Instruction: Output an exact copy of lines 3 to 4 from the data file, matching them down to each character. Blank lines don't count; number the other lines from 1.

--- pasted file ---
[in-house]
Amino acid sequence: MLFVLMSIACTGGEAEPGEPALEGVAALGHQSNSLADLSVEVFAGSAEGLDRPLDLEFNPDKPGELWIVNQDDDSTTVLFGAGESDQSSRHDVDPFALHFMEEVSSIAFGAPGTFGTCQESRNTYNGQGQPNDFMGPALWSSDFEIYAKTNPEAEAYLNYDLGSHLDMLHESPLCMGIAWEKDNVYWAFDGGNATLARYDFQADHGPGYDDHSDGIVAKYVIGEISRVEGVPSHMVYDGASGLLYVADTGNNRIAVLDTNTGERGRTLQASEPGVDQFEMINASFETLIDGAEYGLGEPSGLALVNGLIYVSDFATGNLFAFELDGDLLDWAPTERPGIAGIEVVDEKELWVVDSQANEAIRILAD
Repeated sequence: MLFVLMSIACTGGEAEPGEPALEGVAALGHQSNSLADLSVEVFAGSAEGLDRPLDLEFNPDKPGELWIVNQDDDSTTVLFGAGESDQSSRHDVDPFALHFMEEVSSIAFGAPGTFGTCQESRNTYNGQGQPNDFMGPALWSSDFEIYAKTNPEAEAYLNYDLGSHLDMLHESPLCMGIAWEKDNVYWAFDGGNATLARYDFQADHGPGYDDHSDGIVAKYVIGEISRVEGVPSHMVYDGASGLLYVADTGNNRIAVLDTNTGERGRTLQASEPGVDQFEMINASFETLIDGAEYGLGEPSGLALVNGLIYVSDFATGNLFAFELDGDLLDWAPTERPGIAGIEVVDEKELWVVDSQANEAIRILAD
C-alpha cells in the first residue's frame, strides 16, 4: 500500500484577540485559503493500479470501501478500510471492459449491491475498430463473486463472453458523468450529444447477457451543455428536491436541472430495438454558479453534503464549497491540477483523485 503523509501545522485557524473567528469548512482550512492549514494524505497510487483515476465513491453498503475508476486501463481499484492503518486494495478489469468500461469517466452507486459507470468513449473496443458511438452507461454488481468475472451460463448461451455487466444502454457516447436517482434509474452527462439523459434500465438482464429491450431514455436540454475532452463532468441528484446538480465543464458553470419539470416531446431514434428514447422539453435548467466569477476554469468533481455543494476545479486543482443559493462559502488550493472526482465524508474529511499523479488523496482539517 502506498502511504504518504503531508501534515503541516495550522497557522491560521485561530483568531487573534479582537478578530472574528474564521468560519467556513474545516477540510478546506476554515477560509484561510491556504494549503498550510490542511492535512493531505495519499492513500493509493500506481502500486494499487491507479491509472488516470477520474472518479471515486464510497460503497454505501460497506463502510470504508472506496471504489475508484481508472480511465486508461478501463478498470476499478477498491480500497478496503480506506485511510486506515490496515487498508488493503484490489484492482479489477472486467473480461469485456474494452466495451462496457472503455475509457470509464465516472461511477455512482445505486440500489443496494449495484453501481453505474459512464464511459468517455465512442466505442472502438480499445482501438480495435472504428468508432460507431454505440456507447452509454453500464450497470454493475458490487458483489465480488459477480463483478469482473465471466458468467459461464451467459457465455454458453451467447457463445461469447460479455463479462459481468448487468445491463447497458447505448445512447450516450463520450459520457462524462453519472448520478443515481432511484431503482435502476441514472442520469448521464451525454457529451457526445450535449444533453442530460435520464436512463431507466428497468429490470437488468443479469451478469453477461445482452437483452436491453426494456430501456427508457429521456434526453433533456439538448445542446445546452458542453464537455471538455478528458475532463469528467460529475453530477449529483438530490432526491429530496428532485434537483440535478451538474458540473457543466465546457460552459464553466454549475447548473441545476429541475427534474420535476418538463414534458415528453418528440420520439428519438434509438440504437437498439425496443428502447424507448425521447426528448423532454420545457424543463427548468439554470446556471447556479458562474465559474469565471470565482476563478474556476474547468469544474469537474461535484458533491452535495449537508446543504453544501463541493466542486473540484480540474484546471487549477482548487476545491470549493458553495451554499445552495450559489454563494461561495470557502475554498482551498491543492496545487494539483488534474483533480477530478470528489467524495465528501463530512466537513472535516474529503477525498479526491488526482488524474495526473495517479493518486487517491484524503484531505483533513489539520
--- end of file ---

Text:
Repeated sequence: MLFVLMSIACTGGEAEPGEPALEGVAALGHQSNSLADLSVEVFAGSAEGLDRPLDLEFNPDKPGELWIVNQDDDSTTVLFGAGESDQSSRHDVDPFALHFMEEVSSIAFGAPGTFGTCQESRNTYNGQGQPNDFMGPALWSSDFEIYAKTNPEAEAYLNYDLGSHLDMLHESPLCMGIAWEKDNVYWAFDGGNATLARYDFQADHGPGYDDHSDGIVAKYVIGEISRVEGVPSHMVYDGASGLLYVADTGNNRIAVLDTNTGERGRTLQASEPGVDQFEMINASFETLIDGAEYGLGEPSGLALVNGLIYVSDFATGNLFAFELDGDLLDWAPTERPGIAGIEVVDEKELWVVDSQANEAIRILAD
C-alpha cells in the first residue's frame, strides 16, 4: 500500500484577540485559503493500479470501501478500510471492459449491491475498430463473486463472453458523468450529444447477457451543455428536491436541472430495438454558479453534503464549497491540477483523485 503523509501545522485557524473567528469548512482550512492549514494524505497510487483515476465513491453498503475508476486501463481499484492503518486494495478489469468500461469517466452507486459507470468513449473496443458511438452507461454488481468475472451460463448461451455487466444502454457516447436517482434509474452527462439523459434500465438482464429491450431514455436540454475532452463532468441528484446538480465543464458553470419539470416531446431514434428514447422539453435548467466569477476554469468533481455543494476545479486543482443559493462559502488550493472526482465524508474529511499523479488523496482539517 502506498502511504504518504503531508501534515503541516495550522497557522491560521485561530483568531487573534479582537478578530472574528474564521468560519467556513474545516477540510478546506476554515477560509484561510491556504494549503498550510490542511492535512493531505495519499492513500493509493500506481502500486494499487491507479491509472488516470477520474472518479471515486464510497460503497454505501460497506463502510470504508472506496471504489475508484481508472480511465486508461478501463478498470476499478477498491480500497478496503480506506485511510486506515490496515487498508488493503484490489484492482479489477472486467473480461469485456474494452466495451462496457472503455475509457470509464465516472461511477455512482445505486440500489443496494449495484453501481453505474459512464464511459468517455465512442466505442472502438480499445482501438480495435472504428468508432460507431454505440456507447452509454453500464450497470454493475458490487458483489465480488459477480463483478469482473465471466458468467459461464451467459457465455454458453451467447457463445461469447460479455463479462459481468448487468445491463447497458447505448445512447450516450463520450459520457462524462453519472448520478443515481432511484431503482435502476441514472442520469448521464451525454457529451457526445450535449444533453442530460435520464436512463431507466428497468429490470437488468443479469451478469453477461445482452437483452436491453426494456430501456427508457429521456434526453433533456439538448445542446445546452458542453464537455471538455478528458475532463469528467460529475453530477449529483438530490432526491429530496428532485434537483440535478451538474458540473457543466465546457460552459464553466454549475447548473441545476429541475427534474420535476418538463414534458415528453418528440420520439428519438434509438440504437437498439425496443428502447424507448425521447426528448423532454420545457424543463427548468439554470446556471447556479458562474465559474469565471470565482476563478474556476474547468469544474469537474461535484458533491452535495449537508446543504453544501463541493466542486473540484480540474484546471487549477482548487476545491470549493458553495451554499445552495450559489454563494461561495470557502475554498482551498491543492496545487494539483488534474483533480477530478470528489467524495465528501463530512466537513472535516474529503477525498479526491488526482488524474495526473495517479493518486487517491484524503484531505483533513489539520